March 11, 2003
Beloveds, the UN resolutions and counter-resolutions have become so endless that I can’t make sense of them anymore. One day Turkey will not open its doors to US troops, the next day there is an election and negotiations start all over again. Our hopes that the inevitable will not come true are endlessly dashed. Bush keeps saying he will go it alone if he has to. Huge protests continue, protests without alone and against alone. It is the word alone, beloveds, the word alone. When I speak of alone I speak of how there is no alone as Pakistan claims it is moving in on bin Laden, as Iran’s nuclear plant is nearing completion, as Oscar organizers announce that the show will go on in the event of war.
I speak of how there is no alone even with fuel cells and the deloder worm and the car lover’s brain. I speak of David Letterman’s shingles, which he got from someone else. Even the Broadway musicians are on strike together. There is no alone as the Sri Lankan Navy sinks a Tamil Tiger ship and eleven are killed. There is no alone in the food shortage in North Korea and Bush apologizing to Karzai. It is an uneventful day overall as we sit here waiting for the news. The television promises updates on the situation with Iraq on the half hour. Our apartment is small and is buried between two other apartments, one above and one below.
Beloveds, my desire is to hunker down and lie low, lie with yous in beds and bowers, lie with yous in resistance to the alone, lie with yous night after night. But the military-industrial complex enters our bed at night. We sleep with levels of complicity so intense and various that our dreams are of smothering and drowning and of the military outside our door and we ﬁnd it hard to get up in the morning. I try to comfort myself with images of exile on this small piece of land in the middle of the large Paciﬁc. That view from space, this view now that seems so without promise, so empty of hope. But I know there is no alone anymore here in the middle of the Paciﬁc. There is no uninhabited tropical island anywhere.
We live, after all, on the gathering isle. Oh this disrupted center with all its occupied forces. Oh the thirty Navy and Coast Guard warships docked on the shore of this island. Oh the eighteen nuclear submarines docked on the shore of this island. Oh the ﬁve destroyers docked on the shore of this island. Oh the two frigates docked on the shore of this island. Oh this on the map, oﬀ the map feeling.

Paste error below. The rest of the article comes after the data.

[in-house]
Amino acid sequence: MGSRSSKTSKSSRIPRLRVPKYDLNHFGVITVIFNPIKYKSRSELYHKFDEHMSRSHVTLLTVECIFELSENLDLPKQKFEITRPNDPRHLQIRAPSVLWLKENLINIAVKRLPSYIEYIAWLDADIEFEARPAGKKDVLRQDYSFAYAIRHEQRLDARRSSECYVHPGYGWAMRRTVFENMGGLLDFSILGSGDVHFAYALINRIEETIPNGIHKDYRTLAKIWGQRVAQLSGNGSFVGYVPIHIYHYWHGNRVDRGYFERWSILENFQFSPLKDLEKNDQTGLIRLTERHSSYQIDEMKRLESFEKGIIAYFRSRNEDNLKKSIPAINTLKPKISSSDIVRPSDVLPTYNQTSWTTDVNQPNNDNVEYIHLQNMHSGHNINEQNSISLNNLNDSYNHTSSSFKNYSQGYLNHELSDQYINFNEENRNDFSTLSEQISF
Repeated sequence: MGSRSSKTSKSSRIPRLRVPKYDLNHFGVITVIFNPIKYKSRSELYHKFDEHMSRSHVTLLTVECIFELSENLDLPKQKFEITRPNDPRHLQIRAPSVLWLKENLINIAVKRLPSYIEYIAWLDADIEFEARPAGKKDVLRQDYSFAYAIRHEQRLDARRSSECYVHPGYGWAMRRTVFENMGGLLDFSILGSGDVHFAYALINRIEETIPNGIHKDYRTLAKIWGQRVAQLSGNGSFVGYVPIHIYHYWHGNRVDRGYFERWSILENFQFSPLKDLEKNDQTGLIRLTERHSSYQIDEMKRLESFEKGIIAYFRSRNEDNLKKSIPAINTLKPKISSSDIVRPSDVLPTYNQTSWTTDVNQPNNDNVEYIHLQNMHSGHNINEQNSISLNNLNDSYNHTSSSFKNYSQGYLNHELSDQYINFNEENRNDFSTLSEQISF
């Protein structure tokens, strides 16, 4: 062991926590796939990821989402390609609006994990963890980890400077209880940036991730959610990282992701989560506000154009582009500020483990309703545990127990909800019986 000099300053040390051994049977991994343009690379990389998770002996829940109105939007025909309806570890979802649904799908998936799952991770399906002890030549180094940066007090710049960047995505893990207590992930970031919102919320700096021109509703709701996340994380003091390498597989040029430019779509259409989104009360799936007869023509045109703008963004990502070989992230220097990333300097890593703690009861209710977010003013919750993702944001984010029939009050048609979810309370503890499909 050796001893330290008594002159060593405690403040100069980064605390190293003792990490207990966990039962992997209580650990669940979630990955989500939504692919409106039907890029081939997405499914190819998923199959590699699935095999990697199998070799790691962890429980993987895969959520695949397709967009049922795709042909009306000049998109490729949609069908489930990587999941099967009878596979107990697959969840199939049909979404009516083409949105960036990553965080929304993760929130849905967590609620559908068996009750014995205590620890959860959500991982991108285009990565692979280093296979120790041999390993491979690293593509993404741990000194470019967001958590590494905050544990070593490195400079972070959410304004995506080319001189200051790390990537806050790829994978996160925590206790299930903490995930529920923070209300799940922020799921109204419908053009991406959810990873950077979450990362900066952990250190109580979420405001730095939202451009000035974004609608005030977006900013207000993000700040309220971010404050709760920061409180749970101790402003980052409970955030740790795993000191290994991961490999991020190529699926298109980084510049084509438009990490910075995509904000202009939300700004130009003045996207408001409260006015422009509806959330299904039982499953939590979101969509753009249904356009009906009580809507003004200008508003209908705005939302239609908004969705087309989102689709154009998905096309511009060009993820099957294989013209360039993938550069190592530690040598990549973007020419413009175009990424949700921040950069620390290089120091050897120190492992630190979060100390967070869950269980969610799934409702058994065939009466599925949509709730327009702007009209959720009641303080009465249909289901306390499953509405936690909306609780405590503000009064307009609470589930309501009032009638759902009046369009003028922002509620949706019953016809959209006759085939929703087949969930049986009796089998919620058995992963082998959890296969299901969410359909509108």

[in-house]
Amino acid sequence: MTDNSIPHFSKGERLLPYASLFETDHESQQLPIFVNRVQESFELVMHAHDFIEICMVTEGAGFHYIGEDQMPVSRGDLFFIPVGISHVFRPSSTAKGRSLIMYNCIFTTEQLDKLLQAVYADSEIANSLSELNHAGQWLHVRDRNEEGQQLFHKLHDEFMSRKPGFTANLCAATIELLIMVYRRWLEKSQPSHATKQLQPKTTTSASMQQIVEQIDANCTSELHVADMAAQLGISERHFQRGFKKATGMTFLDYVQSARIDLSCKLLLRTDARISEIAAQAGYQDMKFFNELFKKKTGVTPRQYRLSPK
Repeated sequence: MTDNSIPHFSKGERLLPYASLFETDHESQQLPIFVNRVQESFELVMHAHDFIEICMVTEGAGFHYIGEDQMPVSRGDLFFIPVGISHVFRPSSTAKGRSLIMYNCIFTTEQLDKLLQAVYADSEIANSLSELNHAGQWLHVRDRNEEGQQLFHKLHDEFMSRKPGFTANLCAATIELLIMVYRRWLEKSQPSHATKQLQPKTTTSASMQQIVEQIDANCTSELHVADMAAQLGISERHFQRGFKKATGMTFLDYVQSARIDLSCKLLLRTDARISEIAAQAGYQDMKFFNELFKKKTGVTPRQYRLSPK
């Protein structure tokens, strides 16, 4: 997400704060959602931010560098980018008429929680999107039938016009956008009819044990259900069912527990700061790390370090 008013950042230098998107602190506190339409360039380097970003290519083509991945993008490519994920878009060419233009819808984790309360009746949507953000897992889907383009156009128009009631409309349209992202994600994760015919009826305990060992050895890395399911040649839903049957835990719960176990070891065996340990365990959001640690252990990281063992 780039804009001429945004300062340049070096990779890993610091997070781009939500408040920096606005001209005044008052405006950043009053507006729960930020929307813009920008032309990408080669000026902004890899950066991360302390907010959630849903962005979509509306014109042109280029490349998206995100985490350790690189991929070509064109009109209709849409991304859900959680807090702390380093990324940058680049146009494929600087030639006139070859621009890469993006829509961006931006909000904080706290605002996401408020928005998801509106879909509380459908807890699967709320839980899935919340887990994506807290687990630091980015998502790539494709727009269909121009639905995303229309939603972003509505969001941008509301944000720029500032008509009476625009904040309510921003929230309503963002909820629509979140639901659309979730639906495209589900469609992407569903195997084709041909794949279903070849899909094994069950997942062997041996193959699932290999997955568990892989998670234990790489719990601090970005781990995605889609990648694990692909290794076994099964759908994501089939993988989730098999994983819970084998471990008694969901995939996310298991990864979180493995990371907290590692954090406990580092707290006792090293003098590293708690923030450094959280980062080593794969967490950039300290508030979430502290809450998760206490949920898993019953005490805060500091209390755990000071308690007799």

March 16, 2003
In the last few days I have watched mynas gathering materials for their nests. Yesterday I saw one pick up and carry oﬀ a big clump of dried grass. And then I saw another struggling with a big piece of napkin at the side of the road. Such optimism, beloveds, such optimism. We went to the beach yesterday not in optimism but in avoidance and spoke about the birds around us and their constant singing of small songs, some of them ugly to us and some of them beautiful. We were just talking because we could. Because we could spend this time together in the sun and we knew that was something that mattered but as we spoke of birdsong we also spoke of Bush’s summit Sunday with the leaders of Britain,
Spain, and Portugal in the Azores, and the prediction that there was a less than 1 percent chance of avoiding war. When we spoke of birds and their bowers and their habits of nest we also spoke of the Israeli military bulldozer that ran over Rachel Corrie, the mysterious ﬂu that appeared in Hong Kong and had spread by morning to other parts of Asia, Elizabeth Smart’s return, and Zoran Djindjic’s death. We reclined as we spoke, we reclined and the sand that coated our arms and legs is known for a softness that is distinctive in the islands and the waves were a gentle one to three feet and a soft breeze blew through the ironwoods and we were surrounded by ditches, streams, and wetland areas, which serve as a habitat for endangered waterbird species. There are other sorts of beauty on this globe, but this sort of beauty is fully realized here. This sort of beauty cannot get any more beautiful, any more detailed, any more rich or perfect.